Fluidity is the most important part of our summer line, and there is a lot of use of summer-friendly fabrics including linen, georgette and cotton. The silhouettes are not clingy, but there are a lot of dramatic elements like the shimmering effect of water, and busy foliage print patterns, which talk about Jal (water) and jungle. Regarding silhouettes, we have to keep in mind the age group of our client base, which ranges between 18 and 60 years, and so there are cropped tops, trousers, throws, travel throws, saris and jumpsuits. Nonetheless, it’s not a mish-mash, but a well-thought-out line catering to all.
What about the summer menswear line?
For men, we are still sticking with the political Cat series, and from Jal Jungle series, the same prints will be modified and seen on jackets, kurtas, shirts and trousers, since our prints have no gender identity.
As designers, how much have you changed and evolved over the years?
I think, with every season, we have changed, and now, we are all about responding to whatever’s happening around us. And, with every season, we challenge ourselves to experiment with and discover newer textures. Over the years, we realised that print and texture are our strongest points. We played around with all kinds of conceivable print patterns — be it stones, doors, windows, taxis and sunglasses. Now, you see so many taxi prints, but we started them! As designers, we feel that we must explore all avenues of design. We are not bothered about our signature style, and we want to evolve with time — that’s what defines our clothes. We thrive in challenges, and the whole thing is about being relevant to the younger clients, who are key to survival.
How do you deal with design lifts or copies?
It’s flattering, and we feel privileged to be trendsetters. If you are copied, you must be doing something right.
Do you actively engage in sustainable fashion?
The whole idea of sustainability has been quite a talked-about issue. In the past 15 years, we must have done something sustainable to be still around. We source our fabrics locally, be it printing techniques or weavers, and try to upcycle scraps to create new fabrics. To this end, we have collaborated with an NGO Ek Tara in Tangra, where locals will be recycling scraps and create textured fabrics. One of our biggest achievements is that we are one of the most compliant fashion houses in the country, with all our workers getting Provident Fund and healthcare packages.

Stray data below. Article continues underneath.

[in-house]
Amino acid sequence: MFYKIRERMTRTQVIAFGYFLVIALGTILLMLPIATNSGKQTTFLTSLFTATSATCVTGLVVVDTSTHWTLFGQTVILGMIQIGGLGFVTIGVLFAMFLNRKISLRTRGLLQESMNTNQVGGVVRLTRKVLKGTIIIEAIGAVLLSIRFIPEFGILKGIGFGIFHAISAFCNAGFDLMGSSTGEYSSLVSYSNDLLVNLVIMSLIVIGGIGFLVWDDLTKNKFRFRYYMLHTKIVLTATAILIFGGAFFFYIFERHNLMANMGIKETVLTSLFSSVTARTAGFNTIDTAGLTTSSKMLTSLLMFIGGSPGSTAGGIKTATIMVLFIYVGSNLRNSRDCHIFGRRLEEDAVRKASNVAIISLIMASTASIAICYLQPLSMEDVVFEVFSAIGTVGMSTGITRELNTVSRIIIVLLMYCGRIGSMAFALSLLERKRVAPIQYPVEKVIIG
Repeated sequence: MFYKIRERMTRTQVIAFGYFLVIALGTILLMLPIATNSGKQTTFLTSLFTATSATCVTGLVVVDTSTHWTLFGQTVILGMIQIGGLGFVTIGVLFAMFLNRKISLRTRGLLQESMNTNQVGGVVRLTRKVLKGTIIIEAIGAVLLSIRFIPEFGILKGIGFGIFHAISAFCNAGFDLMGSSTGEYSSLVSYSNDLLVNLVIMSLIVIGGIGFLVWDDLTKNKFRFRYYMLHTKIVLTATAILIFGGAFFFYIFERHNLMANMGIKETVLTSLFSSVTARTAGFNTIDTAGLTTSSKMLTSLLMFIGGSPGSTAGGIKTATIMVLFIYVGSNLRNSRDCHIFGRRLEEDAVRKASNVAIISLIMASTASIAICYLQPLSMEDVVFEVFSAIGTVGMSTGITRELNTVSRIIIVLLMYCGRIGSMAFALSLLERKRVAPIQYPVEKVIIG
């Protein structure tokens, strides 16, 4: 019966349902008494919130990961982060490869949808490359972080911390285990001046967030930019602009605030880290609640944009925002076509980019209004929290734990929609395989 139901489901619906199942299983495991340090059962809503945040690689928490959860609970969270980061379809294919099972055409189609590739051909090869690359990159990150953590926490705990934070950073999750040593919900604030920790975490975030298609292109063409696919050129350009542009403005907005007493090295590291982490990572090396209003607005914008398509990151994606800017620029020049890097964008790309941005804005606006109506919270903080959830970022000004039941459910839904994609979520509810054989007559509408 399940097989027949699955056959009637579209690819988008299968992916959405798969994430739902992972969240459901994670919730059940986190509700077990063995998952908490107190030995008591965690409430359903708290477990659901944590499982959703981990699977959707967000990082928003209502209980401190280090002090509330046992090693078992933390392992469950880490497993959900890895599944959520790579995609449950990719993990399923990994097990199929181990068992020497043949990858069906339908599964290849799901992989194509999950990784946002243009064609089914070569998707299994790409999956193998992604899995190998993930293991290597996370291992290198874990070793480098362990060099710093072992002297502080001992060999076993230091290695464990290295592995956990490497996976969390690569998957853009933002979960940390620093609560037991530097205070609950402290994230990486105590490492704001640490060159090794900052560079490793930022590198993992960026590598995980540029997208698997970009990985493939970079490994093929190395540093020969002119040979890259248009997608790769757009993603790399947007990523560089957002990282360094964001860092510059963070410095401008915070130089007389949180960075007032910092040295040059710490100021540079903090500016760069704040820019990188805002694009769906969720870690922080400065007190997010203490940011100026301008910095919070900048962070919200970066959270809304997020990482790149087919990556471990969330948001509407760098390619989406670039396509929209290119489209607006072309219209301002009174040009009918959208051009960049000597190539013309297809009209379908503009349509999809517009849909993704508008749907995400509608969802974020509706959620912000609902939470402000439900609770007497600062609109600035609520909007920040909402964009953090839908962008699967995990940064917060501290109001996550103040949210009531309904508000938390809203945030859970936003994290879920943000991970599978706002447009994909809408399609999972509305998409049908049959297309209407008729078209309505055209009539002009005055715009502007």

What are your fashion tips for this summer?
Wear breathable fabrics like cotton, linen, and cotton silk or linen silk, for evening wear. Stretch cotton-printed pants are very much in this summer, and you can try printon-print, same-print different colours and solid on print, which will look good. The colours that are popular this season include jewel pops, white to silver to grey, yellow, aqua and teal blue.
Moving ahead, what are your plans as a brand?
We are planning to get into men’s lingerie, introducing fun prints with quirky styles. There’s no strong underwear fashion brand in India. Besides this, were are looking to open more stores in the main cities, and have small format stores in smaller metro cities, where our prints work.
Hair & Make-up: Abhijit Paul; Model: Damayanti Giri; Pics: Satwik Paul; Costumes: Dev R Nil